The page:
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Inequity and power imbalances, adverse employment conditions and the lack of economic opportunities or control over assets are all manifestations of peoples' disempowerment and contribute to their poverty. The empowerment of poor people secures their rights and drives pro‐poor growth. However, empowerment must happen through people's own actions and is enabled by a supportive environment which donors can help strengthen. Empowerment takes time, sustained engagement and the ability to balance short‐term results with long term impacts. Aid instruments should be designed to facilitate empowerment and encourage its multi‐dimensional effects. Within their projects and programmes, donors must deal with inequitable power relations and be aware of their own role within such relations. The Policy Guidance Note "Empowerment for pro‐poor growth" which opens this collection of ten Good Practice Notes, considers the causal relationship between empowerment and pro‐poor growth: how inequity and power imbalances lead to both market failures and political, social and legal inequities that prevent poor people from investing in raising their productivity and production to increase their incomes and increasing their own voice within their own society and community.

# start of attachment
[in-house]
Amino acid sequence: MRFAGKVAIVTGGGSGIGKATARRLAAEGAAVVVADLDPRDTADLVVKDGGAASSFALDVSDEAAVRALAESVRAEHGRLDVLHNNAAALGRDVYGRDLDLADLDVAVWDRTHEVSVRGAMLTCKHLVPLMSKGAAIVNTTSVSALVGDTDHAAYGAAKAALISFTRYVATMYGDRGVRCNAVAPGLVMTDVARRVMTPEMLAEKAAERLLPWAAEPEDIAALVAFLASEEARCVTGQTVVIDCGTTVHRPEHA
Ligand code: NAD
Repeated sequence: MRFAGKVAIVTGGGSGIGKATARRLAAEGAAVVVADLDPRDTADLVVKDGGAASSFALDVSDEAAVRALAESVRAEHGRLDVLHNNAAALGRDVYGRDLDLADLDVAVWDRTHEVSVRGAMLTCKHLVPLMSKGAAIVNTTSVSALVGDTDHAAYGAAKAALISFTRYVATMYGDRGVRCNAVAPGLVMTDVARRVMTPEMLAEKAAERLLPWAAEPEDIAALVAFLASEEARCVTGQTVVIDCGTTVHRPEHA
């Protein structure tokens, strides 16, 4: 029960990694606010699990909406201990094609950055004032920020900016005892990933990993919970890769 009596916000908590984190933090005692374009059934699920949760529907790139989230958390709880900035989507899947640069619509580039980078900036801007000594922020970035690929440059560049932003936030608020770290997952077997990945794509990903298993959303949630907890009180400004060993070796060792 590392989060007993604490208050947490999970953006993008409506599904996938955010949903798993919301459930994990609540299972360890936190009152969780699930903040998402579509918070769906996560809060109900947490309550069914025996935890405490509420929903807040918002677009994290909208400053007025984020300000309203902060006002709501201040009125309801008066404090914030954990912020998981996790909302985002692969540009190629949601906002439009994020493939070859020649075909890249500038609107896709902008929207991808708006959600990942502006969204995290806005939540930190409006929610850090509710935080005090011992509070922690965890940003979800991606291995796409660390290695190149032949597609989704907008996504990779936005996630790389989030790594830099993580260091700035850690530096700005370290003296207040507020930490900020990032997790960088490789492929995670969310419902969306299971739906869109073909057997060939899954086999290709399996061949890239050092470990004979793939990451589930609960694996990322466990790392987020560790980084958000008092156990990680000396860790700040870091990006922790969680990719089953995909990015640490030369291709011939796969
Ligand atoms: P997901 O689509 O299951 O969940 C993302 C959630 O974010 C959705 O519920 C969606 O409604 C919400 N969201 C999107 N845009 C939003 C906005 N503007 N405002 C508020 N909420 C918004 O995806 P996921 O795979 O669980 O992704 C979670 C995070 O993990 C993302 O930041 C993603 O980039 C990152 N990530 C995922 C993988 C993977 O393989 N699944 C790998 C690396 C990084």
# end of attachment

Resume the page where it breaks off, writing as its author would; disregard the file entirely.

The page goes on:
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Document Type: Review Article

Publication date: 2012-04-01

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